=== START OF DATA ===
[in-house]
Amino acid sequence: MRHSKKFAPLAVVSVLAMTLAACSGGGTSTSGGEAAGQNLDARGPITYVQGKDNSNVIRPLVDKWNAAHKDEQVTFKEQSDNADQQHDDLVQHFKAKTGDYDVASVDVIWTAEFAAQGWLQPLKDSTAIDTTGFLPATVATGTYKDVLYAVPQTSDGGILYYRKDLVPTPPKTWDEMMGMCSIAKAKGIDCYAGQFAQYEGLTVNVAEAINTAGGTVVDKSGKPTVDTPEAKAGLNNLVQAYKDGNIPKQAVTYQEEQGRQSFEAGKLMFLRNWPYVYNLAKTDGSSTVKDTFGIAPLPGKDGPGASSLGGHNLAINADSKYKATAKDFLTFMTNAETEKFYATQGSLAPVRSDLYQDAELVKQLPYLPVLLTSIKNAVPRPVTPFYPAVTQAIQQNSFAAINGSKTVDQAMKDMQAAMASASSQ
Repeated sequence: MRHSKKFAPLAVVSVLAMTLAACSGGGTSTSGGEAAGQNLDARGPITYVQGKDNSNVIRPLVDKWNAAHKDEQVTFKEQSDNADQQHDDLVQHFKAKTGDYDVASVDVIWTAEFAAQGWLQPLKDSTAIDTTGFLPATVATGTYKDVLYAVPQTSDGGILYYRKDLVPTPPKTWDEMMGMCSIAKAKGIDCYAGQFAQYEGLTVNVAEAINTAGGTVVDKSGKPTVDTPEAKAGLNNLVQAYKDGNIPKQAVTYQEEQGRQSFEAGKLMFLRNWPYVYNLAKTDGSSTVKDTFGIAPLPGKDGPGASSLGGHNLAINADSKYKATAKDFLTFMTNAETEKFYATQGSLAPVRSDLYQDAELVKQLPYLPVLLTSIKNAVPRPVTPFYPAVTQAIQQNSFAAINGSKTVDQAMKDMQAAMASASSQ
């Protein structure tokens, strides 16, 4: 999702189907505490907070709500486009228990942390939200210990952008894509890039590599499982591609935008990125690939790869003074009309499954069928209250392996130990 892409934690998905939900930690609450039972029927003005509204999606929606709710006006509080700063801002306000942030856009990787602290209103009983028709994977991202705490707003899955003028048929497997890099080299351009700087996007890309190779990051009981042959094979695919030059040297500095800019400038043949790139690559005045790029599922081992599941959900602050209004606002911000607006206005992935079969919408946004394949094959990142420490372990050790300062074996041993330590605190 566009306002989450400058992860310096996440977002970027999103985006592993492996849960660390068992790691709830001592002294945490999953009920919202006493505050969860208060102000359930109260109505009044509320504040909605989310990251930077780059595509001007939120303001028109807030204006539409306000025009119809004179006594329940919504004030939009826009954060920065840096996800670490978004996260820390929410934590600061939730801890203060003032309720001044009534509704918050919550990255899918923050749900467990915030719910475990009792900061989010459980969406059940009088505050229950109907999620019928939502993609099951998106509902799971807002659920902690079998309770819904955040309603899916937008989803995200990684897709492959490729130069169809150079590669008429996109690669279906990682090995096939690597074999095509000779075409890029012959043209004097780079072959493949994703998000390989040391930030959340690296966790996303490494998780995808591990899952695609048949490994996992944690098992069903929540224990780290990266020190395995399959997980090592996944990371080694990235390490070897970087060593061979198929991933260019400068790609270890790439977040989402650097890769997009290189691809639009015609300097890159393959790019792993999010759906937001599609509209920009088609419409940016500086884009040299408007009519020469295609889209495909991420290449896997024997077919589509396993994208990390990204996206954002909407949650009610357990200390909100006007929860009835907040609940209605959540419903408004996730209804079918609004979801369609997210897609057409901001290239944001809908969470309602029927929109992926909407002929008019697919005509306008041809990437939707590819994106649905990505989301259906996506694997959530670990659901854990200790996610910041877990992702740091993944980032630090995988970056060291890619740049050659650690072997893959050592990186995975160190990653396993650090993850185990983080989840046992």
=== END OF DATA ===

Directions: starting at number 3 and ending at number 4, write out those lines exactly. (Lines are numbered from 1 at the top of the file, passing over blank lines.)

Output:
Repeated sequence: MRHSKKFAPLAVVSVLAMTLAACSGGGTSTSGGEAAGQNLDARGPITYVQGKDNSNVIRPLVDKWNAAHKDEQVTFKEQSDNADQQHDDLVQHFKAKTGDYDVASVDVIWTAEFAAQGWLQPLKDSTAIDTTGFLPATVATGTYKDVLYAVPQTSDGGILYYRKDLVPTPPKTWDEMMGMCSIAKAKGIDCYAGQFAQYEGLTVNVAEAINTAGGTVVDKSGKPTVDTPEAKAGLNNLVQAYKDGNIPKQAVTYQEEQGRQSFEAGKLMFLRNWPYVYNLAKTDGSSTVKDTFGIAPLPGKDGPGASSLGGHNLAINADSKYKATAKDFLTFMTNAETEKFYATQGSLAPVRSDLYQDAELVKQLPYLPVLLTSIKNAVPRPVTPFYPAVTQAIQQNSFAAINGSKTVDQAMKDMQAAMASASSQ
């Protein structure tokens, strides 16, 4: 999702189907505490907070709500486009228990942390939200210990952008894509890039590599499982591609935008990125690939790869003074009309499954069928209250392996130990 892409934690998905939900930690609450039972029927003005509204999606929606709710006006509080700063801002306000942030856009990787602290209103009983028709994977991202705490707003899955003028048929497997890099080299351009700087996007890309190779990051009981042959094979695919030059040297500095800019400038043949790139690559005045790029599922081992599941959900602050209004606002911000607006206005992935079969919408946004394949094959990142420490372990050790300062074996041993330590605190 566009306002989450400058992860310096996440977002970027999103985006592993492996849960660390068992790691709830001592002294945490999953009920919202006493505050969860208060102000359930109260109505009044509320504040909605989310990251930077780059595509001007939120303001028109807030204006539409306000025009119809004179006594329940919504004030939009826009954060920065840096996800670490978004996260820390929410934590600061939730801890203060003032309720001044009534509704918050919550990255899918923050749900467990915030719910475990009792900061989010459980969406059940009088505050229950109907999620019928939502993609099951998106509902799971807002659920902690079998309770819904955040309603899916937008989803995200990684897709492959490729130069169809150079590669008429996109690669279906990682090995096939690597074999095509000779075409890029012959043209004097780079072959493949994703998000390989040391930030959340690296966790996303490494998780995808591990899952695609048949490994996992944690098992069903929540224990780290990266020190395995399959997980090592996944990371080694990235390490070897970087060593061979198929991933260019400068790609270890790439977040989402650097890769997009290189691809639009015609300097890159393959790019792993999010759906937001599609509209920009088609419409940016500086884009040299408007009519020469295609889209495909991420290449896997024997077919589509396993994208990390990204996206954002909407949650009610357990200390909100006007929860009835907040609940209605959540419903408004996730209804079918609004979801369609997210897609057409901001290239944001809908969470309602029927929109992926909407002929008019697919005509306008041809990437939707590819994106649905990505989301259906996506694997959530670990659901854990200790996610910041877990992702740091993944980032630090995988970056060291890619740049050659650690072997893959050592990186995975160190990653396993650090993850185990983080989840046992």